Reconstructive Shoulder Surgery
Shoulder instability is a problem of loose shoulder joint that occurs when the structures that surround the shoulder joint such as the ligaments, capsule and cartilage become overstretched or injured. When this occurs you may have shoulder joint dislocation. A dislocation occurs when the head of the upper arm bone (humerus) is forced out of the shoulder socket (glenoid). Shoulder dislocation can be partial or complete. A partial dislocation occurs when the ball of the upper arm comes partially out of the socket. It is referred to as a subluxation. A complete dislocation occurs when the ball comes all the way out of the socket.
Shoulder instability most commonly occurs as a result of a Bankart injury or tear. Bankart tear is a specific injury to a part of the shoulder joint called the labrum. Labrum is a ring of fibrous cartilage that surrounds the glenoid and stabilises the shoulder joint. Bankart tear leads to recurrent dislocations, feeling of looseness, lack of strength, pain or clicking and arthritis of the shoulder. Shoulder instability may be caused by injury, falling on outstretched hand, repetitive overhead sports such as basketball, volley ball or weight lifting. Patients with shoulder instability may have severe pain, swelling, popping or grinding sound, partial or complete dislocation, loss of sensation or partial paralysis and loss of function.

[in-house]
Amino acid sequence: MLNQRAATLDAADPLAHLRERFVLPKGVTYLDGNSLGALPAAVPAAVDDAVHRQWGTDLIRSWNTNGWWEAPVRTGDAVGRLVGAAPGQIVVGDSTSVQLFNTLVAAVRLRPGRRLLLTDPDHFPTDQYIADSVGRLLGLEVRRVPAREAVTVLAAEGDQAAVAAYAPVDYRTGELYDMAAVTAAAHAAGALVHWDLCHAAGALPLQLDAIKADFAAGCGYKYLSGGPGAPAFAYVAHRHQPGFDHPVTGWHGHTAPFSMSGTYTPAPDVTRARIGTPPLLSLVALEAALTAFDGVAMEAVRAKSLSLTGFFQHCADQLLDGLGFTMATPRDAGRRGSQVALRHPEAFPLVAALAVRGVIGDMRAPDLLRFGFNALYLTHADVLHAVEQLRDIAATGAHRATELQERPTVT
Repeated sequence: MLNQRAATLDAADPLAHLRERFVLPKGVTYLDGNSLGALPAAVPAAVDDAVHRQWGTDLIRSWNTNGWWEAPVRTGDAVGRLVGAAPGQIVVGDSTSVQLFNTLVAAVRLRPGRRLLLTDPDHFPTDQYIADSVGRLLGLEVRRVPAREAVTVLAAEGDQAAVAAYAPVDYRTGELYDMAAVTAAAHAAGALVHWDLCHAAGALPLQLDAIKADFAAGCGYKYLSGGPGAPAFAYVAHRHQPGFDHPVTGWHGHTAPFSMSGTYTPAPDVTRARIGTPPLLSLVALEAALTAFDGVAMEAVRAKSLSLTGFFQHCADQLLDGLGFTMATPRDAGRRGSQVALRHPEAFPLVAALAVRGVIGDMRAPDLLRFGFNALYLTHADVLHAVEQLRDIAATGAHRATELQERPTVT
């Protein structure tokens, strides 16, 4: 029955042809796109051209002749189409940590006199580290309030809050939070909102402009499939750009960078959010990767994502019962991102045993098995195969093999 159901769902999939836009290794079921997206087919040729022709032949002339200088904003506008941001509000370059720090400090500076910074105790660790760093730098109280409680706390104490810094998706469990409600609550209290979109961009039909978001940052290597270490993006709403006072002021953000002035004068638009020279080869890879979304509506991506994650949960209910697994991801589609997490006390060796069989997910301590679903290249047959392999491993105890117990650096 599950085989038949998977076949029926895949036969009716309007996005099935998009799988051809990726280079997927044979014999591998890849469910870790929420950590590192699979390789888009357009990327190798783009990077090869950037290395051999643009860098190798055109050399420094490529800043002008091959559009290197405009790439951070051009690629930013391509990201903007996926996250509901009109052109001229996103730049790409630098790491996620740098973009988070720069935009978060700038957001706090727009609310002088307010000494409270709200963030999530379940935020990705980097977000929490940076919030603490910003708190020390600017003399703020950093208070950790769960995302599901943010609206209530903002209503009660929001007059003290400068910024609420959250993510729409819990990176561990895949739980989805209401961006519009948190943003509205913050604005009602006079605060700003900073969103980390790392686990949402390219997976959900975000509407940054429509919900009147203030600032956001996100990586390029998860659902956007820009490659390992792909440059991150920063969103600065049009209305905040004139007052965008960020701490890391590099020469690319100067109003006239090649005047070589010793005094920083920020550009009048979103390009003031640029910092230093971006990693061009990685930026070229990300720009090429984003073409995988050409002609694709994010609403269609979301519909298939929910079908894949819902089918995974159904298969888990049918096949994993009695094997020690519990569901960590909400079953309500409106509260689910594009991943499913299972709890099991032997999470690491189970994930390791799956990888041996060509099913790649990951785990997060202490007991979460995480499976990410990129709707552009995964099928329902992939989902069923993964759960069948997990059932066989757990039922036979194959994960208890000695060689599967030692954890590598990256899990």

If conservative treatment such as immobilisation, prescription medicines, physical therapy, closed reduction or manipulation and occupational therapy fails to relieve the shoulder instability, your surgeon may recommend reconstruction surgery.
Shoulder reconstruction surgery involves repair of the torn or stretched ligaments so that they are better able to hold the shoulder joint in place. During the surgery the torn labrum is reattached back to the shoulder socket with the help of special anchors and the overstretched capsules and ligaments are tightened.
Shoulder reconstruction surgery can be done arthroscopically that involves use of smaller incisions and tiny instruments to perform the repair. Some patients may need an open surgical procedure which involves a larger incision over the shoulder to perform the repair.
Following surgery your arm is kept in a sling for four to six weeks to facilitate healing. Your physiotherapist will show you use of the sling and instruct on simple exercises. You may have slight pain after surgery for which pain medications are prescribed. Apply ice packs on the shoulder to help reduce the swelling. You can use a pillow under your shoulder while lying in bed. Avoid heavy lifting and driving during the first 6 weeks. You will be given specific instructions regarding activity and a rehabilitation program of exercise and strengthening.
Complications are rare after shoulder reconstruction surgery. Some of the common complications include infection, stiffness or restricted movement, nerve and vessel injury, failure of the procedure and side effects of general anaesthesia.
- Reconstructive Shoulder Surgery
- Arthroscopic Latarjet Procedure
- Total Shoulder Replacement
- Reverse Shoulder Replacement
- Shoulder Reconstruction
- Shoulder Arthroscopy
- Bicep Tendon Repair
- Arthroscopic Rotator Cuff Repair
- Arthroscopic Labral Repair
- SLAP Repair
- AC Joint Reconstruction
- Distal Biceps Tendon Repair
- Arthroscopic Capsular Release
- Arthroscopic Biceps Tenodesis
- Arthroscopic Excision of Calcific Tendinopathy
- Open Reduction and Internal Fixation of Fracture
- Arthroscopic Stabilization of Shoulder
- Arthroscopic Subacromial Decompression